Violence in video games and children – video games not to blame

Despite the overwhelming studies associating video game violence with desensitization, various studies have argued out the contrary, indicating that video game violence may not actually predict development of aggressive behaviors in children. One category of such studies that support the antithesis is that with studies reporting comparable psychological and physiological responses to real-life violence for violent gamers and non-violent gamers. For instance, Canada, Bowen and Spaniol did not find any significant differences in memory and response biases between violent video game players and non-players (906). In this respect, were the desensitization thesis true, then such differences would have arisen. Such a conclusion arises from the assumption that the desensitization theory makes, that “most humans show an innate negative psychological and physiological reaction to observing violence” (Weber and Kostygina 351). Following such an assumption, the desensitization theory then posits that exposure to violence would attenuate such a response, making individuals exposed to such violence, less concerned of similar violent activities that occur in real life (Weber and Kostygina 351).  For such an association to occur, the participants in the real life would have to remember such observed violence to exhibit such an attenuated response. Accordingly, by finding no significant differences in memory and response lapses between participants exposed to video game violence and those not exposed to such violence, Canada, Bowen and Spaniol’s conclusion holds.   However, the sample used for the study by Canada, Bowen and Spaniol, an undergraduate sample, may not reveal the effect of such video in children, who may be more susceptible due to their still developing brains, which could impair their distinction between video events and real life events.

A second argument in support of the antithesis posits that individuals displaying aggressive tendencies following their engagement in violent video game only do so out of their prior predisposition to such aggression, rather than an effect of the game. For instance, Kutner and Olson observe that “most children who play these [violent video] games are not bullies” (102). Instead, they note that such aggression could arise from confounding factors such as family relationship and failing in school (Kutner and Olson 102). Surprisingly, the authors find that boys who do not game are more likely to engage physical fights as opposed to those who engage in video games, explaining such a case to perhaps be explained by the fact that having a non-gaming boy is highly unusual, probably indicative of socialization deficiencies (101-102). This, as the authors note, arises since most boys appear to engage in gaming as a social activity contrary to the perspective that video game players tend to play in isolation. However, in the same study, the authors find some association of video game playing with aggressive tendencies such as “damaging something for fun” (Kutner and Olson 102).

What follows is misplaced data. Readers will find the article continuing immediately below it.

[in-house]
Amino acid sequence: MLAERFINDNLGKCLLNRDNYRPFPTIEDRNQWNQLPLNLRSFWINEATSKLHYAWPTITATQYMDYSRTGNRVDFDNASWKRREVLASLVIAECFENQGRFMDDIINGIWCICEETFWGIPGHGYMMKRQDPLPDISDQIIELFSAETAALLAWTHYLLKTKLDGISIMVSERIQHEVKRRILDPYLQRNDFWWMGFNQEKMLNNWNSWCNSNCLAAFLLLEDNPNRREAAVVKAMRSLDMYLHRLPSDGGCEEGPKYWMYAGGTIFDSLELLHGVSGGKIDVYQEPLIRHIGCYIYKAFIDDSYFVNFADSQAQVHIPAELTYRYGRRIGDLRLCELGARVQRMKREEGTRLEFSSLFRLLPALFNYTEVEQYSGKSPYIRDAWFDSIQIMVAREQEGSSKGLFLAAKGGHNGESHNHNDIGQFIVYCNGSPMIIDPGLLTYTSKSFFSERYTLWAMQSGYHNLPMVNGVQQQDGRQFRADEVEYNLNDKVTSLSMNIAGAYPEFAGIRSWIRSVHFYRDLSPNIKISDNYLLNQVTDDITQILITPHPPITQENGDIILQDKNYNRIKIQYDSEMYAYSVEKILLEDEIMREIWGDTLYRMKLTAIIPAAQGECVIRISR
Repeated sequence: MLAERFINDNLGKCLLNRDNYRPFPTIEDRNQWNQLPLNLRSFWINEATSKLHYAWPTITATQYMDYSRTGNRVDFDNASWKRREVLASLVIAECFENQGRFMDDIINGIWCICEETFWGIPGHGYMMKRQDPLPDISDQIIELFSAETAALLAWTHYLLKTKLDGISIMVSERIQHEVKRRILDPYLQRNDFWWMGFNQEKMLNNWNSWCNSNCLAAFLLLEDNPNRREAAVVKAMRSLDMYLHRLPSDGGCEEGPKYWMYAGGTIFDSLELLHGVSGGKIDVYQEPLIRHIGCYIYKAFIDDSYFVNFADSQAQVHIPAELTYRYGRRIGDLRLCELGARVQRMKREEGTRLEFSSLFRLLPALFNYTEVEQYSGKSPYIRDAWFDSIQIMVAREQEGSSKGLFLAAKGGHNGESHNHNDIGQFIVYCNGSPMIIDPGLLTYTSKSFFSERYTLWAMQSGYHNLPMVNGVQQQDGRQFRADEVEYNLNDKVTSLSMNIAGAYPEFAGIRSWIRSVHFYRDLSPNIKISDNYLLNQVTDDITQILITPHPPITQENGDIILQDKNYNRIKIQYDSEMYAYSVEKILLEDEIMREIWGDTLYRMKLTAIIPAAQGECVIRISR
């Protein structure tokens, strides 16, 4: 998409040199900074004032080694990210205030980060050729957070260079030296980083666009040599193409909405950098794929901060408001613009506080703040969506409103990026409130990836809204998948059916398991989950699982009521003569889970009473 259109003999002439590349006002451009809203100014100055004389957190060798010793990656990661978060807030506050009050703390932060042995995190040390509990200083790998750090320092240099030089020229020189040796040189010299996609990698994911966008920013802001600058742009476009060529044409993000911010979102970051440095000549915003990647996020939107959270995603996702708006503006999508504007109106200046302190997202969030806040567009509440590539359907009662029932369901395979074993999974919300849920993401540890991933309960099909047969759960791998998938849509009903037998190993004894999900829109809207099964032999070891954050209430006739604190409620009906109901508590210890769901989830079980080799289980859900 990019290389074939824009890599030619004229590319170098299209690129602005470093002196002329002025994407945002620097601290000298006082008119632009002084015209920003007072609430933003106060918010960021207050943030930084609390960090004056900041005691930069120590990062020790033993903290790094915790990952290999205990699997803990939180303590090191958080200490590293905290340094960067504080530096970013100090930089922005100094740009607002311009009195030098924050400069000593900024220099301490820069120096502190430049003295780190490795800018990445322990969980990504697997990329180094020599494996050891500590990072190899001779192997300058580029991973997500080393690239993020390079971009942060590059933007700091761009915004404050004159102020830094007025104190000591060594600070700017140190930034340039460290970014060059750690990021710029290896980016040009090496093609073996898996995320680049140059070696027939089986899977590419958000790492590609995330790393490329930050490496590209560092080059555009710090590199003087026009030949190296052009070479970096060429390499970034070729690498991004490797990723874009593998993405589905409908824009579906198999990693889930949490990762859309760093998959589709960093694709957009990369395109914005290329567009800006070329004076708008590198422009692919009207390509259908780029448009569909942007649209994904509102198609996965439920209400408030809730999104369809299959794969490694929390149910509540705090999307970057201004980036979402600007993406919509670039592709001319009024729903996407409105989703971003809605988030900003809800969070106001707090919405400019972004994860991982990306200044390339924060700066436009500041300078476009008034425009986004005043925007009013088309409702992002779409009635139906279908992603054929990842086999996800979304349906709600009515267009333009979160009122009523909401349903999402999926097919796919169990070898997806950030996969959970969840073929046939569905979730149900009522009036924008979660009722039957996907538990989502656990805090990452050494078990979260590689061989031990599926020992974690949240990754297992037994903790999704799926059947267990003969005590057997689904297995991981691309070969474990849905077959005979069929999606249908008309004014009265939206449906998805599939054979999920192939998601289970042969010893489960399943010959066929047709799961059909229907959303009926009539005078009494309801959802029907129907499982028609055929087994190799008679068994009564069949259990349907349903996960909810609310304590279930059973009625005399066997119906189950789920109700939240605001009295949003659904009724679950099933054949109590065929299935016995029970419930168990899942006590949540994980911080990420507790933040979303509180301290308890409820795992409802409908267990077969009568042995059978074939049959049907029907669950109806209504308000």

Similar arguments positing that the video game is only facing blame for behaviors it does not contribute to have been provided by Lovins. In his essay, Lovins argue that video games are not to blame for kid’s corruption (1). Rather, he posits that ignorance, recklessness and foolishness are the causes of the aggressive traits witnessed in some of the video gamers. Additionally, he posits that such video games actually have a positive effect of relieving stress, thus may prevent children engaging in real violence. Similarly, Gee posits that the approach to game, rather than playing the game, is what results in aggressive tendencies in players of violent video game (15). Further, he supports the contention that violent video games help boys to manage their feelings, relieve their anger in such games, thus avoid engaging in real life violence (14). From such contention, it would appear that video game do not desensitize the children to violence in the real life. However, even with such a note, the author agrees that after playing the video games, the players could have emotional urge to play their reveled video game heroes, but that such acting out would require the agreement of “higher order thought processes.” Proceed to the conclusion.

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